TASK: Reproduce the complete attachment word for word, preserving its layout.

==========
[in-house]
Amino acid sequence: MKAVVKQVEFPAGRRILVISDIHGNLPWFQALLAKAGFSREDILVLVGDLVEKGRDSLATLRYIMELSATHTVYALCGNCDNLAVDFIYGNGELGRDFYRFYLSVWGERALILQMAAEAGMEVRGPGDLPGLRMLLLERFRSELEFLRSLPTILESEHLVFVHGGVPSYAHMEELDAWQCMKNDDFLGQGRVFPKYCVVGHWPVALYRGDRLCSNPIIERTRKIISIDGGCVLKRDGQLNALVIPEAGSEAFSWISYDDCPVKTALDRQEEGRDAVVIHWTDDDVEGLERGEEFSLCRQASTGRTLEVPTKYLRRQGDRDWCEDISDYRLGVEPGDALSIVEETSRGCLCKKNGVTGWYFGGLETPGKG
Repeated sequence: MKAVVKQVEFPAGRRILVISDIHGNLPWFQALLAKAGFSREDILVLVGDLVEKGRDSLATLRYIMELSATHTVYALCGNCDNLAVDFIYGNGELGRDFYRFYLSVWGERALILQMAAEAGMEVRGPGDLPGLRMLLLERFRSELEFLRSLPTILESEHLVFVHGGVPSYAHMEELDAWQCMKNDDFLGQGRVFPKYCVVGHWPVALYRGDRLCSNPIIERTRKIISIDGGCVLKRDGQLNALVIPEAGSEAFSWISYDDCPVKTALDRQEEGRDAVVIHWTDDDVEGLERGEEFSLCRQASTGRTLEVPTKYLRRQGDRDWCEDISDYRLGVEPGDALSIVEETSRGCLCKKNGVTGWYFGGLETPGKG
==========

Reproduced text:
[in-house]
Amino acid sequence: MKAVVKQVEFPAGRRILVISDIHGNLPWFQALLAKAGFSREDILVLVGDLVEKGRDSLATLRYIMELSATHTVYALCGNCDNLAVDFIYGNGELGRDFYRFYLSVWGERALILQMAAEAGMEVRGPGDLPGLRMLLLERFRSELEFLRSLPTILESEHLVFVHGGVPSYAHMEELDAWQCMKNDDFLGQGRVFPKYCVVGHWPVALYRGDRLCSNPIIERTRKIISIDGGCVLKRDGQLNALVIPEAGSEAFSWISYDDCPVKTALDRQEEGRDAVVIHWTDDDVEGLERGEEFSLCRQASTGRTLEVPTKYLRRQGDRDWCEDISDYRLGVEPGDALSIVEETSRGCLCKKNGVTGWYFGGLETPGKG
Repeated sequence: MKAVVKQVEFPAGRRILVISDIHGNLPWFQALLAKAGFSREDILVLVGDLVEKGRDSLATLRYIMELSATHTVYALCGNCDNLAVDFIYGNGELGRDFYRFYLSVWGERALILQMAAEAGMEVRGPGDLPGLRMLLLERFRSELEFLRSLPTILESEHLVFVHGGVPSYAHMEELDAWQCMKNDDFLGQGRVFPKYCVVGHWPVALYRGDRLCSNPIIERTRKIISIDGGCVLKRDGQLNALVIPEAGSEAFSWISYDDCPVKTALDRQEEGRDAVVIHWTDDDVEGLERGEEFSLCRQASTGRTLEVPTKYLRRQGDRDWCEDISDYRLGVEPGDALSIVEETSRGCLCKKNGVTGWYFGGLETPGKG